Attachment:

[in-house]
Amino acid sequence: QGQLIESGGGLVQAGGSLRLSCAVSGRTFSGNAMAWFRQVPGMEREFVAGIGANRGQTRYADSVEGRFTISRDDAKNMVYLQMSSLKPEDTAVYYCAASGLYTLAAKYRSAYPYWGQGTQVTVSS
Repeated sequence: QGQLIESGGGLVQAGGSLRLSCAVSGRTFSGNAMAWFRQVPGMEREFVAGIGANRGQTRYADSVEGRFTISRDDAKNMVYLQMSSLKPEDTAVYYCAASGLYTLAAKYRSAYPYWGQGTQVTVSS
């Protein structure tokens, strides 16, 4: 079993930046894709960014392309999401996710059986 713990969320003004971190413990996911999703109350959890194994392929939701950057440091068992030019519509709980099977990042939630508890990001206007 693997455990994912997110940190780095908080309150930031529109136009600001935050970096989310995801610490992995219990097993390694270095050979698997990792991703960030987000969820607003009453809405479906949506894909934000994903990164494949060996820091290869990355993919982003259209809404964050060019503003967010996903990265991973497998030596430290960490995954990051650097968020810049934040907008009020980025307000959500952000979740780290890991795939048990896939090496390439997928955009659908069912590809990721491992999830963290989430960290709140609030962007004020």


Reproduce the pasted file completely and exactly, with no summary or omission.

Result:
[in-house]
Amino acid sequence: QGQLIESGGGLVQAGGSLRLSCAVSGRTFSGNAMAWFRQVPGMEREFVAGIGANRGQTRYADSVEGRFTISRDDAKNMVYLQMSSLKPEDTAVYYCAASGLYTLAAKYRSAYPYWGQGTQVTVSS
Repeated sequence: QGQLIESGGGLVQAGGSLRLSCAVSGRTFSGNAMAWFRQVPGMEREFVAGIGANRGQTRYADSVEGRFTISRDDAKNMVYLQMSSLKPEDTAVYYCAASGLYTLAAKYRSAYPYWGQGTQVTVSS
């Protein structure tokens, strides 16, 4: 079993930046894709960014392309999401996710059986 713990969320003004971190413990996911999703109350959890194994392929939701950057440091068992030019519509709980099977990042939630508890990001206007 693997455990994912997110940190780095908080309150930031529109136009600001935050970096989310995801610490992995219990097993390694270095050979698997990792991703960030987000969820607003009453809405479906949506894909934000994903990164494949060996820091290869990355993919982003259209809404964050060019503003967010996903990265991973497998030596430290960490995954990051650097968020810049934040907008009020980025307000959500952000979740780290890991795939048990896939090496390439997928955009659908069912590809990721491992999830963290989430960290709140609030962007004020």